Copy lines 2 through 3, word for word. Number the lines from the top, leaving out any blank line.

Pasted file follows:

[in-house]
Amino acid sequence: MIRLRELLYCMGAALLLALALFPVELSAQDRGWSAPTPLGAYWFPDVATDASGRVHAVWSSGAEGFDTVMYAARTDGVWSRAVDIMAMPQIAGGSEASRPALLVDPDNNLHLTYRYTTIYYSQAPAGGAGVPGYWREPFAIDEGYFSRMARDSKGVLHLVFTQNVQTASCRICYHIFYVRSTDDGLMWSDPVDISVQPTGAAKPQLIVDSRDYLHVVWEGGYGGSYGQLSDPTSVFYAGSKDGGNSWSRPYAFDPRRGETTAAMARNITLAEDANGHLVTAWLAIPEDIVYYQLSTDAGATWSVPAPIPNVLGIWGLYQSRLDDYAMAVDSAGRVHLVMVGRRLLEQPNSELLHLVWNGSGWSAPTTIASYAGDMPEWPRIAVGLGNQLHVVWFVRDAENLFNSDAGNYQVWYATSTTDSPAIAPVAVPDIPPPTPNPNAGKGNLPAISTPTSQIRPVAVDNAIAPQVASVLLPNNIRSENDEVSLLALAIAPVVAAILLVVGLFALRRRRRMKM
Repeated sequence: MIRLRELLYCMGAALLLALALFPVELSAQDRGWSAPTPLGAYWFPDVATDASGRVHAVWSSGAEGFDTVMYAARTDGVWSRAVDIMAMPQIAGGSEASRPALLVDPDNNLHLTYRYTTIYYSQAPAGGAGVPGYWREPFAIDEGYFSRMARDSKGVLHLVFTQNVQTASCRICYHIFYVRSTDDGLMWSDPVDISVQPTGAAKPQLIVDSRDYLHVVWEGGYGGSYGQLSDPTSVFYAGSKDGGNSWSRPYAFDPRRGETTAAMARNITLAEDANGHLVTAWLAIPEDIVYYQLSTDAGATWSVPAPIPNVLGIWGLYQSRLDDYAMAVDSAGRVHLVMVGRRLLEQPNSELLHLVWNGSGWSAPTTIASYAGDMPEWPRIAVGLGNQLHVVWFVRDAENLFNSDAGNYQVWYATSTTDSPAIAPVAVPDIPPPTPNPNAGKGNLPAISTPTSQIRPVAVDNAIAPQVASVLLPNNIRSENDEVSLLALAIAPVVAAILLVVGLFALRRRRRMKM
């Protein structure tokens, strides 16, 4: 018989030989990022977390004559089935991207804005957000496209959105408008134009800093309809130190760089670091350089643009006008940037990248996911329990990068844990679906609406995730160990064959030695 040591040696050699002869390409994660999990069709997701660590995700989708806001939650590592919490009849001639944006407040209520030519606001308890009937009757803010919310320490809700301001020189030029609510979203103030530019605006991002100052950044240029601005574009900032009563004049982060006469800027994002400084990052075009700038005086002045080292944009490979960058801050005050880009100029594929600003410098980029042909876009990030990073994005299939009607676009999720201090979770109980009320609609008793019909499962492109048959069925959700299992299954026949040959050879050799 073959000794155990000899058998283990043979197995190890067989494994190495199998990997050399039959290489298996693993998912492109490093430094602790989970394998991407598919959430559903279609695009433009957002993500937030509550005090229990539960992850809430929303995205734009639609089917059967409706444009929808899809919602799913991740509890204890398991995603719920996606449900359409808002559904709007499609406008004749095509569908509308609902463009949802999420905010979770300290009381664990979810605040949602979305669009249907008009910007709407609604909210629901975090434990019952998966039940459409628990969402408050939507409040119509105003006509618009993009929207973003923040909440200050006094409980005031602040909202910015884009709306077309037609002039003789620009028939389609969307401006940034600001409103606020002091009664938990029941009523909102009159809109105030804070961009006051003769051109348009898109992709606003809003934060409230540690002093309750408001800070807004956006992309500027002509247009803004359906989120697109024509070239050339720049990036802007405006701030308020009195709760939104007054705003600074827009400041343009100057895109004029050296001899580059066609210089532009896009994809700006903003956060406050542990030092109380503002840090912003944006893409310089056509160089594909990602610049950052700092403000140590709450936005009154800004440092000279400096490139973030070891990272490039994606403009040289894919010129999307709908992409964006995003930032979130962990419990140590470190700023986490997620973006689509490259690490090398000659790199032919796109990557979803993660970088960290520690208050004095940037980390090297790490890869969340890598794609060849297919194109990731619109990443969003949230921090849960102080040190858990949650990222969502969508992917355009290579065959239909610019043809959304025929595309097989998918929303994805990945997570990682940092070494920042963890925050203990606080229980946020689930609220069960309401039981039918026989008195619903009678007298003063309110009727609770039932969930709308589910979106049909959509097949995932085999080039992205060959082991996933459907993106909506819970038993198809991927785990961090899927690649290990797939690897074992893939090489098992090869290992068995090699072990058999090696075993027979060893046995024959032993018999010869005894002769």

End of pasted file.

Amino acid sequence: MIRLRELLYCMGAALLLALALFPVELSAQDRGWSAPTPLGAYWFPDVATDASGRVHAVWSSGAEGFDTVMYAARTDGVWSRAVDIMAMPQIAGGSEASRPALLVDPDNNLHLTYRYTTIYYSQAPAGGAGVPGYWREPFAIDEGYFSRMARDSKGVLHLVFTQNVQTASCRICYHIFYVRSTDDGLMWSDPVDISVQPTGAAKPQLIVDSRDYLHVVWEGGYGGSYGQLSDPTSVFYAGSKDGGNSWSRPYAFDPRRGETTAAMARNITLAEDANGHLVTAWLAIPEDIVYYQLSTDAGATWSVPAPIPNVLGIWGLYQSRLDDYAMAVDSAGRVHLVMVGRRLLEQPNSELLHLVWNGSGWSAPTTIASYAGDMPEWPRIAVGLGNQLHVVWFVRDAENLFNSDAGNYQVWYATSTTDSPAIAPVAVPDIPPPTPNPNAGKGNLPAISTPTSQIRPVAVDNAIAPQVASVLLPNNIRSENDEVSLLALAIAPVVAAILLVVGLFALRRRRRMKM
Repeated sequence: MIRLRELLYCMGAALLLALALFPVELSAQDRGWSAPTPLGAYWFPDVATDASGRVHAVWSSGAEGFDTVMYAARTDGVWSRAVDIMAMPQIAGGSEASRPALLVDPDNNLHLTYRYTTIYYSQAPAGGAGVPGYWREPFAIDEGYFSRMARDSKGVLHLVFTQNVQTASCRICYHIFYVRSTDDGLMWSDPVDISVQPTGAAKPQLIVDSRDYLHVVWEGGYGGSYGQLSDPTSVFYAGSKDGGNSWSRPYAFDPRRGETTAAMARNITLAEDANGHLVTAWLAIPEDIVYYQLSTDAGATWSVPAPIPNVLGIWGLYQSRLDDYAMAVDSAGRVHLVMVGRRLLEQPNSELLHLVWNGSGWSAPTTIASYAGDMPEWPRIAVGLGNQLHVVWFVRDAENLFNSDAGNYQVWYATSTTDSPAIAPVAVPDIPPPTPNPNAGKGNLPAISTPTSQIRPVAVDNAIAPQVASVLLPNNIRSENDEVSLLALAIAPVVAAILLVVGLFALRRRRRMKM